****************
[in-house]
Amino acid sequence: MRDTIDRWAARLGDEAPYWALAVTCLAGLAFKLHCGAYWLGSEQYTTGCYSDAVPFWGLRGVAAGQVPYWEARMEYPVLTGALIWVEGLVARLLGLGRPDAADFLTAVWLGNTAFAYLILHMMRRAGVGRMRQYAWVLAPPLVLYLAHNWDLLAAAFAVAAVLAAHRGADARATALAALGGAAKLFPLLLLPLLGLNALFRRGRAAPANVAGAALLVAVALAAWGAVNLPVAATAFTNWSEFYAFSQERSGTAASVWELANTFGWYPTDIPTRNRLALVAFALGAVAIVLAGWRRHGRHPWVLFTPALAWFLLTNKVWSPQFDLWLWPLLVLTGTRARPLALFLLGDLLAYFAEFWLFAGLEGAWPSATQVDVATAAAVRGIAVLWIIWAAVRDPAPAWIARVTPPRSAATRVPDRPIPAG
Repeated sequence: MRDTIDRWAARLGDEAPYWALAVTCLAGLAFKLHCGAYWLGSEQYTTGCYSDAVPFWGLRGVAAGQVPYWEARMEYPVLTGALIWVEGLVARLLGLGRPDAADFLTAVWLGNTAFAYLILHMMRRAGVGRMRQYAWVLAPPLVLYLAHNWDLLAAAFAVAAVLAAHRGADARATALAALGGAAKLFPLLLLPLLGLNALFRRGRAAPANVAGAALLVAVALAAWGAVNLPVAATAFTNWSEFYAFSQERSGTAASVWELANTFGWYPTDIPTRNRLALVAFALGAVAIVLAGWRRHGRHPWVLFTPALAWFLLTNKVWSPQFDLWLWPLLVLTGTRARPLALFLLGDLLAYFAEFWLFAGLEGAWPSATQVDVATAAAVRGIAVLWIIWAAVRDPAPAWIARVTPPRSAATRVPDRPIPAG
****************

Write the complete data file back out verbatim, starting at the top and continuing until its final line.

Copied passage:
[in-house]
Amino acid sequence: MRDTIDRWAARLGDEAPYWALAVTCLAGLAFKLHCGAYWLGSEQYTTGCYSDAVPFWGLRGVAAGQVPYWEARMEYPVLTGALIWVEGLVARLLGLGRPDAADFLTAVWLGNTAFAYLILHMMRRAGVGRMRQYAWVLAPPLVLYLAHNWDLLAAAFAVAAVLAAHRGADARATALAALGGAAKLFPLLLLPLLGLNALFRRGRAAPANVAGAALLVAVALAAWGAVNLPVAATAFTNWSEFYAFSQERSGTAASVWELANTFGWYPTDIPTRNRLALVAFALGAVAIVLAGWRRHGRHPWVLFTPALAWFLLTNKVWSPQFDLWLWPLLVLTGTRARPLALFLLGDLLAYFAEFWLFAGLEGAWPSATQVDVATAAAVRGIAVLWIIWAAVRDPAPAWIARVTPPRSAATRVPDRPIPAG
Repeated sequence: MRDTIDRWAARLGDEAPYWALAVTCLAGLAFKLHCGAYWLGSEQYTTGCYSDAVPFWGLRGVAAGQVPYWEARMEYPVLTGALIWVEGLVARLLGLGRPDAADFLTAVWLGNTAFAYLILHMMRRAGVGRMRQYAWVLAPPLVLYLAHNWDLLAAAFAVAAVLAAHRGADARATALAALGGAAKLFPLLLLPLLGLNALFRRGRAAPANVAGAALLVAVALAAWGAVNLPVAATAFTNWSEFYAFSQERSGTAASVWELANTFGWYPTDIPTRNRLALVAFALGAVAIVLAGWRRHGRHPWVLFTPALAWFLLTNKVWSPQFDLWLWPLLVLTGTRARPLALFLLGDLLAYFAEFWLFAGLEGAWPSATQVDVATAAAVRGIAVLWIIWAAVRDPAPAWIARVTPPRSAATRVPDRPIPAG